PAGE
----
For Love of English

One of my most frequent imaginary dalliances is wondering what I would have done with my life if I hadn’t been raised religious. Like many young boys I found “exciting” jobs enticing—soldier, firefighter, explorer—but scientist also loomed large in my imaginary horizon. By the time I was a teen I was firmly ensconced in books. My upbringing meant that many of these books were religious in nature, and my concern with ultimate consequences meant religion was the only possible career track to make any sense. It certainly never made dollars. As someone who professionally looks backwards, I’ve found myself wondering if I shouldn’t have focused on English rather than Hebrew and Ugaritic as a career. After all, the Bible has been available in English for centuries now. Besides that, the canon is larger—from Beowulf to Bible and beyond. Reading is, after all, fundamental.

Beowulf, from Wikimedia Commons.

Beowulf, from Wikimedia Commons.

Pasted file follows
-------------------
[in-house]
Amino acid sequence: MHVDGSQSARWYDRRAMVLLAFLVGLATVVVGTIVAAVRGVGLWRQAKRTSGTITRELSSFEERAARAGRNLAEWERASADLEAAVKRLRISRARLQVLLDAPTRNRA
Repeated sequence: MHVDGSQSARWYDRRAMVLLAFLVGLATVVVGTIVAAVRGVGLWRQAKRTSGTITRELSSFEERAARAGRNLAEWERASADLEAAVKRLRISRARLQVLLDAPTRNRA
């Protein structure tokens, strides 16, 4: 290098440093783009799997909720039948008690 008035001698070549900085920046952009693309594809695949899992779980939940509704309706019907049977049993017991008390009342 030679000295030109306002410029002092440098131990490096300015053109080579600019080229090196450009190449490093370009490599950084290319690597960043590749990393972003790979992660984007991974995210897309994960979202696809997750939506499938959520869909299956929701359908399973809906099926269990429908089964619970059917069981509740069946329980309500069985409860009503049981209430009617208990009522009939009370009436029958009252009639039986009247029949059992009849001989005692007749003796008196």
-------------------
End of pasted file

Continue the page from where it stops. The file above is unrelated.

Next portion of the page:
I only discovered BookRiot recently, and that through the mediation of my wife. For the writer of a blog I really don’t spend that much time online outside of work. I like real books, and being outdoors. Too much time staring at a screen brings me down. Nevertheless, BookRiot has stories that cause me to question my career choices from time to time. For instance, I have never knowingly heard of The Exeter Book. Dating to the tenth century, this medieval manuscript is among the earliest of English writings. Showing the interests of the monk who likely inscribed it, it has religiously themed material and riddles. As E. H. Kern’s post on BookRiot points out, The Exeter Book has inspired many later writers and has, through them, made its way into mainstream popular culture. Not bad for a book that I suspect many, like myself, have never heard of.

Old English has the same kind of draw as other ancient languages. Not nearly as dusty as ancient Semitic tongues, it contains the roots to the form of expression I find most familiar. I love looking back at the Old English of Beowulf and spotting the points where my native language has remained relatively unchanged over the centuries. Modern English even begrudgingly owes a considerable debt to the Bible of King James. Our language is our spiritual heritage. We have trouble expressing our deepest thoughts without it. Perhaps had BookRiot existed when I was young, I might have made a rather more informed decision about the direction of my career. Or, then again, religion might have found me nevertheless. From some things there is just no hiding.